One of the most horrific tales of mass violence ever began just 20 years ago. During the 100 days after Easter 1994, ethnic Hutu extremists killed 1 million fellow Rwandans. The surviving 80% of the population reeled from health crises.
Health workers fled or were killed. Many who remained had been complicit in the genocide, seeding distrust in medical establishment. An estimated 250,000 women were raped. HIV became a weapon of war. Refugee camps fell to one of the century’s largest cholera outbreaks. Rwanda was left with the world’s highest child mortality and lowest life expectancy at birth. Fewer than one in four children were vaccinated against measles and polio.
“Whether survivor, perpetrator, or member of the diaspora, no Rwandan emerged unaffected,” writes Rwandan minister of health Agnes Binagwaho in The Lancet on Apr.4 , in a study co-authored with Dr. Paul Farmer and a team of international public health experts. “Much of the rest of the world stood idly by.”
Few imagined that Rwanda, a country the size of Maryland, would so soon—if ever—serve as an international model for health equity.
Just two decades later, that life expectancy has doubled. Vaccination rates for many diseases are now higher than those registered in the United States—more than 97% of Rwandan infants are immunized against ten different diseases. Child mortality has fallen by more than two thirds since 2000. New HIV infection rates fell by 60% between 2000 and 2012, and AIDS-related mortality fell by 82%. HIV treatment is free.
“In the last decade, death rates from AIDS and tuberculosis have dropped more steeply in Rwanda than just about anywhere, ever,” said Farmer. Perhaps the most renowned name healthcare delivery to the world’s poor and marginalized, Farmer says he can think of no more dramatic example of turnaround.
“Some assume that such awful circumstances led to a tardy but emphatic humanitarian response,” Binagwaho and colleagues write today. “Such assumptions are wrong. Many were ready to write Rwanda off as a lost cause.” In 1995, Rwandans received an average of 50 cents per person in foreign assistance for health. Only a decade ago did Rwanda receive its first major international grants to treat HIV, tuberculosis, and malaria.
“Some development experts even advised withholding primary care services from children to stave off population growth and prevent what they called a ‘Malthusian abyss,’” the Lancet authors write.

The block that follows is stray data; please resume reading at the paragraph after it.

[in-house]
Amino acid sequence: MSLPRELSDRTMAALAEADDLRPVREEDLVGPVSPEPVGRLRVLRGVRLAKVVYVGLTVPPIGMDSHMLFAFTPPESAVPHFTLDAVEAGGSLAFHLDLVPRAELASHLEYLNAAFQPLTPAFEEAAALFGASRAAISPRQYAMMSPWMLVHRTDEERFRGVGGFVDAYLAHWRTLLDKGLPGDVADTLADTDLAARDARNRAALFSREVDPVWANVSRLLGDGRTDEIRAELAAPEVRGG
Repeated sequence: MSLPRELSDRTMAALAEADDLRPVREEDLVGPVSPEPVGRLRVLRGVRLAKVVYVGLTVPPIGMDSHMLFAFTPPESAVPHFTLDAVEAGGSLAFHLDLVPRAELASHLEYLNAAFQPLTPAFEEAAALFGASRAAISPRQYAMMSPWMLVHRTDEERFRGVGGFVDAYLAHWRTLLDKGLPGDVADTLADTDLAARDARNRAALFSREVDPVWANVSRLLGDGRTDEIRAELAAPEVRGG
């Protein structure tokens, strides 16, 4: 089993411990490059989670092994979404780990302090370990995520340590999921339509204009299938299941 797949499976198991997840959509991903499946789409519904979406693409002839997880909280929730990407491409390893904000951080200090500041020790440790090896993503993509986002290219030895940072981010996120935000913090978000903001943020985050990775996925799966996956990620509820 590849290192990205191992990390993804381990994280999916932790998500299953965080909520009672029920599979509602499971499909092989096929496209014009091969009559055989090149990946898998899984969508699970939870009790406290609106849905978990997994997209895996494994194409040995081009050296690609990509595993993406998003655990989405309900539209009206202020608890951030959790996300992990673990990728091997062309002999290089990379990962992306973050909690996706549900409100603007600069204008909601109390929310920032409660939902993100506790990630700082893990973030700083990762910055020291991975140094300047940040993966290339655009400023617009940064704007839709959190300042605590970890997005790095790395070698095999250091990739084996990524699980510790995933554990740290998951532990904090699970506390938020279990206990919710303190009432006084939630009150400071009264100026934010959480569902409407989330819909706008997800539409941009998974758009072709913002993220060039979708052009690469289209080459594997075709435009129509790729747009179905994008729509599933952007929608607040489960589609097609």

The unlikely success hinged on a national development plan that championed health equity, a constitution that formally named a universal right to health, a community-based national health insurance system, and community health workers. (In each of Rwanda’s 14,837 villages, three elected community health workers are trained and equipped to disseminate resources and basic elements of care.)
In 1998, a new government launched a consultative process to create a national development plan based on inclusive social cohesion and health equity, involving substantial investments in public health and healthcare delivery. Community-based health insurance and performance-based financing systems began in three of the country’s districts and expanded nationwide in 2004.
In 2010 the Ministry of Health instituted a three-tiered premium system based on Rwanda’s socioeconomic assessment system, ubudehe. There was simultaneous decentralization and integration of health services, increasing domestic funding alongside external resources. By 2010, 58% of foreign assistance was able to be channeled through Rwandan national systems, compared with an average of 20% in post-conflict settings.
“This strengthening of public sector capacity is both cause and effect of a focus on national ownership and oversight,” Binagwaho and colleagues write. “Such an approach to shared accountability has also leveraged increasing investment from the Rwandan government.” Rwanda was able to dedicate 22% of general government expenditure to public health in 2011, for services like gender-based violence prevention and family planning.
“Counter to some experts’ forecasts after the genocide, reduced child mortality has correlated closely with higher family planning uptake. More children surviving means parents no longer have additional children to offset the expected deaths of some.”
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